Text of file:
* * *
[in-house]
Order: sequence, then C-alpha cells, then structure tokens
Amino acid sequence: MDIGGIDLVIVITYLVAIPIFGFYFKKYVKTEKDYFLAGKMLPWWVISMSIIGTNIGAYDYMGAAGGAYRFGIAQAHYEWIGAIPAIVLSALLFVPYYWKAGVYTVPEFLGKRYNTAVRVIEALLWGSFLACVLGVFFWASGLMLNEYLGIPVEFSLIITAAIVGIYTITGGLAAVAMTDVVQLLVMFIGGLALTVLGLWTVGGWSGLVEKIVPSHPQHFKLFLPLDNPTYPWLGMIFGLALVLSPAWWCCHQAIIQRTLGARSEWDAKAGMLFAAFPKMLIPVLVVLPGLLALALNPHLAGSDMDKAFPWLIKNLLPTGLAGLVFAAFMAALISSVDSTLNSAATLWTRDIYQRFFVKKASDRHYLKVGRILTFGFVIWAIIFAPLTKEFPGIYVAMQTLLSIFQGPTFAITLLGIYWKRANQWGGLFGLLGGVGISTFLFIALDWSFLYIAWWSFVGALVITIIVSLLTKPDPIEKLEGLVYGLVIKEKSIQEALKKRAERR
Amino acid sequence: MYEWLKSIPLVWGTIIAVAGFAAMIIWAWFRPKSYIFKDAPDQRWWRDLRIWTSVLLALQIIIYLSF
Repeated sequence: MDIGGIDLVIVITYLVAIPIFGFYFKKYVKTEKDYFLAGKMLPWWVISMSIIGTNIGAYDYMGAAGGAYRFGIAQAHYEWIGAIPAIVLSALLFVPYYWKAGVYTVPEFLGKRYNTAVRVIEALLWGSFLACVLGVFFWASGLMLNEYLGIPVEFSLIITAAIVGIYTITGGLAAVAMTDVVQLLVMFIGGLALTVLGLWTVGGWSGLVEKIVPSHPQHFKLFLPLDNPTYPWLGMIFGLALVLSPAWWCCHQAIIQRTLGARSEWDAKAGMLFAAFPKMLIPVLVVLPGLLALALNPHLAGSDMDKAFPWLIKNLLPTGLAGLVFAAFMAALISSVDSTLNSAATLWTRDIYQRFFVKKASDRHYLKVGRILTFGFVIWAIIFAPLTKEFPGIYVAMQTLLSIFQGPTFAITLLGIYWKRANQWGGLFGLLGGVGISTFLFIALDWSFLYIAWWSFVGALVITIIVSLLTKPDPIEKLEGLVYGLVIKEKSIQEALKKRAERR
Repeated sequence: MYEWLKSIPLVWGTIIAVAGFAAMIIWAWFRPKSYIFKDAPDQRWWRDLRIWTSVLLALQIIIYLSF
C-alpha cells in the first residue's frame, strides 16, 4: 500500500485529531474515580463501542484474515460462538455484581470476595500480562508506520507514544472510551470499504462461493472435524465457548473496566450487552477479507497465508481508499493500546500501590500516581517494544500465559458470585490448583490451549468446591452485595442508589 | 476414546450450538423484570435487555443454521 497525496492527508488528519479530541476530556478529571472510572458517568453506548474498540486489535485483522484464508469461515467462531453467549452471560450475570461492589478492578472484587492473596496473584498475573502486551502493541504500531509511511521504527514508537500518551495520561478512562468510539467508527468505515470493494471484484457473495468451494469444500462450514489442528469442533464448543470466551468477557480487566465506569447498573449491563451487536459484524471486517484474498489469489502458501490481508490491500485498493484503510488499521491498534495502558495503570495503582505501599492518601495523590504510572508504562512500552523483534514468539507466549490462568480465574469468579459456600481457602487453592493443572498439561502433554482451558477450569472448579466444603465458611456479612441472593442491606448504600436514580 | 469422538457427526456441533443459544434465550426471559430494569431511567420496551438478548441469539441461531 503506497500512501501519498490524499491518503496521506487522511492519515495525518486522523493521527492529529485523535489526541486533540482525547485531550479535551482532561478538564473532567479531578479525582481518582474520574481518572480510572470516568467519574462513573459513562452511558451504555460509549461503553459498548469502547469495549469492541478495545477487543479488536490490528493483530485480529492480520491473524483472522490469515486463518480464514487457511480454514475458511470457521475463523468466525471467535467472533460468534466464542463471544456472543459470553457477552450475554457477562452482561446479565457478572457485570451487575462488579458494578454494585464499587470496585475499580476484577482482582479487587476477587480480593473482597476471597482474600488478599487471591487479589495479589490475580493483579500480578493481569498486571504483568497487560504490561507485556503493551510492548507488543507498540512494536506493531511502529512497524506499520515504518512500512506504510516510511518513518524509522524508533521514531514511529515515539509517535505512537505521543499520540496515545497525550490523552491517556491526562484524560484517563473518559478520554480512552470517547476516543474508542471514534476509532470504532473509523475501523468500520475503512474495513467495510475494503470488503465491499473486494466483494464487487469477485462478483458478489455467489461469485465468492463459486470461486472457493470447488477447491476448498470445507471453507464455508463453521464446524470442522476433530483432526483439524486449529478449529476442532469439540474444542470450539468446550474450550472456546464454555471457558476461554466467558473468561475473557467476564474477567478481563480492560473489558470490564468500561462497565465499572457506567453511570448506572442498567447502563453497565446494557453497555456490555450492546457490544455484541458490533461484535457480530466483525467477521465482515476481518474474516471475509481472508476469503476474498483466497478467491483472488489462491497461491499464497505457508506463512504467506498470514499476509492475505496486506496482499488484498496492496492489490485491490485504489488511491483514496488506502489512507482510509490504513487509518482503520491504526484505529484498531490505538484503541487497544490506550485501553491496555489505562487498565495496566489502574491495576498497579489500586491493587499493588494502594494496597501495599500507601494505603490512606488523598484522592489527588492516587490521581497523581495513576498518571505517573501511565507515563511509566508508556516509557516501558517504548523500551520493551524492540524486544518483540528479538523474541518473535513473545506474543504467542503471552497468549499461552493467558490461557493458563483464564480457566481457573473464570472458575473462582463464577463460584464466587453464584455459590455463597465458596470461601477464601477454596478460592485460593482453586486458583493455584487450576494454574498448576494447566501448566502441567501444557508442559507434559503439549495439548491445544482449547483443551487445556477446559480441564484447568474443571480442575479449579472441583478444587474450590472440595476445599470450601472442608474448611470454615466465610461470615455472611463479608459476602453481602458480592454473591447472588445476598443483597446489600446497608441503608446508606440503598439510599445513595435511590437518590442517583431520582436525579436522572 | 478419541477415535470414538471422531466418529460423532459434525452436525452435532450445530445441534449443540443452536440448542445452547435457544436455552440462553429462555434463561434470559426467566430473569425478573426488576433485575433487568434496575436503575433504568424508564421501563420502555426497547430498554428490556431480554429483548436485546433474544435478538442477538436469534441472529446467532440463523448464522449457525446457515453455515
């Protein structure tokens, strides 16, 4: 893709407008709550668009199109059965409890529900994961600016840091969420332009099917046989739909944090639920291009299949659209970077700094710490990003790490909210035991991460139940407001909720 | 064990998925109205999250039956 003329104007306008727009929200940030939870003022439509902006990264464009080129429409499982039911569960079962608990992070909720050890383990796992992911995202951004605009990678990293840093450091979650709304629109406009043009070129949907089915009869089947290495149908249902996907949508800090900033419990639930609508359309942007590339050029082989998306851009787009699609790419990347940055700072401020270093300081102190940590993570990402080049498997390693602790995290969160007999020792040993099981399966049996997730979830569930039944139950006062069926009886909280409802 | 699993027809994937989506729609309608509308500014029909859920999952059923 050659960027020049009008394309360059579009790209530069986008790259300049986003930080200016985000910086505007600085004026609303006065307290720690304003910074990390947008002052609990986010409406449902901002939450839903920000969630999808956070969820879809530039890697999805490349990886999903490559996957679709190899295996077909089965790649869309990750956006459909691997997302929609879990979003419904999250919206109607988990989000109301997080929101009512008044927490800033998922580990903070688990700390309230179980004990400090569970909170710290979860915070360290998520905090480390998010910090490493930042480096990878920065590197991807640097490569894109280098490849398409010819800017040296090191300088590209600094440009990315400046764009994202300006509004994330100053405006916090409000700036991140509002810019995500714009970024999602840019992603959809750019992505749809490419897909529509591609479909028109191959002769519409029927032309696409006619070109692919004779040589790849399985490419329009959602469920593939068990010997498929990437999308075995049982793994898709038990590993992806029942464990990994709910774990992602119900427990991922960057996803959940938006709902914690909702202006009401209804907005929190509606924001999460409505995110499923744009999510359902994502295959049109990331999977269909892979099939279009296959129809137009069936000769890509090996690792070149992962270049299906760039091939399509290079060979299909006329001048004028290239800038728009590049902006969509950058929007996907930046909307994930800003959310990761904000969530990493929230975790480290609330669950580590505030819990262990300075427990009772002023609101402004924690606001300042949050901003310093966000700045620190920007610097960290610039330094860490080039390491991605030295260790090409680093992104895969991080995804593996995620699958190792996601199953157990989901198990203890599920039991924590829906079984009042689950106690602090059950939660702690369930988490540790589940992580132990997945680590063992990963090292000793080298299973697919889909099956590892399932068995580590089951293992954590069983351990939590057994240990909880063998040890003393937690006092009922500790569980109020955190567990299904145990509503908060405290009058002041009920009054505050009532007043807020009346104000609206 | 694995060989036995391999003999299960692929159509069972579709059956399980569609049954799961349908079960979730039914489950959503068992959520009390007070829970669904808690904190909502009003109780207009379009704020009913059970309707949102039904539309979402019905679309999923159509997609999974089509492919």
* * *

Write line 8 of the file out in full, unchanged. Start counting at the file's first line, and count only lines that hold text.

């Protein structure tokens, strides 16, 4: 893709407008709550668009199109059965409890529900994961600016840091969420332009099917046989739909944090639920291009299949659209970077700094710490990003790490909210035991991460139940407001909720 | 064990998925109205999250039956 003329104007306008727009929200940030939870003022439509902006990264464009080129429409499982039911569960079962608990992070909720050890383990796992992911995202951004605009990678990293840093450091979650709304629109406009043009070129949907089915009869089947290495149908249902996907949508800090900033419990639930609508359309942007590339050029082989998306851009787009699609790419990347940055700072401020270093300081102190940590993570990402080049498997390693602790995290969160007999020792040993099981399966049996997730979830569930039944139950006062069926009886909280409802 | 699993027809994937989506729609309608509308500014029909859920999952059923 050659960027020049009008394309360059579009790209530069986008790259300049986003930080200016985000910086505007600085004026609303006065307290720690304003910074990390947008002052609990986010409406449902901002939450839903920000969630999808956070969820879809530039890697999805490349990886999903490559996957679709190899295996077909089965790649869309990750956006459909691997997302929609879990979003419904999250919206109607988990989000109301997080929101009512008044927490800033998922580990903070688990700390309230179980004990400090569970909170710290979860915070360290998520905090480390998010910090490493930042480096990878920065590197991807640097490569894109280098490849398409010819800017040296090191300088590209600094440009990315400046764009994202300006509004994330100053405006916090409000700036991140509002810019995500714009970024999602840019992603959809750019992505749809490419897909529509591609479909028109191959002769519409029927032309696409006619070109692919004779040589790849399985490419329009959602469920593939068990010997498929990437999308075995049982793994898709038990590993992806029942464990990994709910774990992602119900427990991922960057996803959940938006709902914690909702202006009401209804907005929190509606924001999460409505995110499923744009999510359902994502295959049109990331999977269909892979099939279009296959129809137009069936000769890509090996690792070149992962270049299906760039091939399509290079060979299909006329001048004028290239800038728009590049902006969509950058929007996907930046909307994930800003959310990761904000969530990493929230975790480290609330669950580590505030819990262990300075427990009772002023609101402004924690606001300042949050901003310093966000700045620190920007610097960290610039330094860490080039390491991605030295260790090409680093992104895969991080995804593996995620699958190792996601199953157990989901198990203890599920039991924590829906079984009042689950106690602090059950939660702690369930988490540790589940992580132990997945680590063992990963090292000793080298299973697919889909099956590892399932068995580590089951293992954590069983351990939590057994240990909880063998040890003393937690006092009922500790569980109020955190567990299904145990509503908060405290009058002041009920009054505050009532007043807020009346104000609206 | 694995060989036995391999003999299960692929159509069972579709059956399980569609049954799961349908079960979730039914489950959503068992959520009390007070829970669904808690904190909502009003109780207009379009704020009913059970309707949102039904539309979402019905679309999923159509997609999974089509492919």